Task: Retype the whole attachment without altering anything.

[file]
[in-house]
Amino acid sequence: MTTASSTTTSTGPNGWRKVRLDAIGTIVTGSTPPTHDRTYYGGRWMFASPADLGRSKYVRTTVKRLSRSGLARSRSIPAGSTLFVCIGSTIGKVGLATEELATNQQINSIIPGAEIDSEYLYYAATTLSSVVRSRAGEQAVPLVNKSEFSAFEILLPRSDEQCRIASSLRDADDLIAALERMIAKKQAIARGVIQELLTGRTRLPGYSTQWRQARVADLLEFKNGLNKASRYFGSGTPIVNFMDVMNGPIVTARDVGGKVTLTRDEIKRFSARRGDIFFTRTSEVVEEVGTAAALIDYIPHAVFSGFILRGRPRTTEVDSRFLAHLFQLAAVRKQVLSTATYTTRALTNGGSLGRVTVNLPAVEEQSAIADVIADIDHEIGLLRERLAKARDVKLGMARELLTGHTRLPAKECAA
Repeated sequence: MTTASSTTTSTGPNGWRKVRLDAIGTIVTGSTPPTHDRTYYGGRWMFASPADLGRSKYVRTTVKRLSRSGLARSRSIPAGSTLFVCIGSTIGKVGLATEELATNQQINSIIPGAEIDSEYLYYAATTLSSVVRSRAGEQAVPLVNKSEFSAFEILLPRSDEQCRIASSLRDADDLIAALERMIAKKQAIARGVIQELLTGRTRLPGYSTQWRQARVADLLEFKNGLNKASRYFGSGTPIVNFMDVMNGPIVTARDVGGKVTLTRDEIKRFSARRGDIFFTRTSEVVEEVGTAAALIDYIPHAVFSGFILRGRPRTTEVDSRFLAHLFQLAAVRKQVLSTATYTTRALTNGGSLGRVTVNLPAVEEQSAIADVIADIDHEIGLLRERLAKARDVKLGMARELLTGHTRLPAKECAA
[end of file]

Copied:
[in-house]
Amino acid sequence: MTTASSTTTSTGPNGWRKVRLDAIGTIVTGSTPPTHDRTYYGGRWMFASPADLGRSKYVRTTVKRLSRSGLARSRSIPAGSTLFVCIGSTIGKVGLATEELATNQQINSIIPGAEIDSEYLYYAATTLSSVVRSRAGEQAVPLVNKSEFSAFEILLPRSDEQCRIASSLRDADDLIAALERMIAKKQAIARGVIQELLTGRTRLPGYSTQWRQARVADLLEFKNGLNKASRYFGSGTPIVNFMDVMNGPIVTARDVGGKVTLTRDEIKRFSARRGDIFFTRTSEVVEEVGTAAALIDYIPHAVFSGFILRGRPRTTEVDSRFLAHLFQLAAVRKQVLSTATYTTRALTNGGSLGRVTVNLPAVEEQSAIADVIADIDHEIGLLRERLAKARDVKLGMARELLTGHTRLPAKECAA
Repeated sequence: MTTASSTTTSTGPNGWRKVRLDAIGTIVTGSTPPTHDRTYYGGRWMFASPADLGRSKYVRTTVKRLSRSGLARSRSIPAGSTLFVCIGSTIGKVGLATEELATNQQINSIIPGAEIDSEYLYYAATTLSSVVRSRAGEQAVPLVNKSEFSAFEILLPRSDEQCRIASSLRDADDLIAALERMIAKKQAIARGVIQELLTGRTRLPGYSTQWRQARVADLLEFKNGLNKASRYFGSGTPIVNFMDVMNGPIVTARDVGGKVTLTRDEIKRFSARRGDIFFTRTSEVVEEVGTAAALIDYIPHAVFSGFILRGRPRTTEVDSRFLAHLFQLAAVRKQVLSTATYTTRALTNGGSLGRVTVNLPAVEEQSAIADVIADIDHEIGLLRERLAKARDVKLGMARELLTGHTRLPAKECAA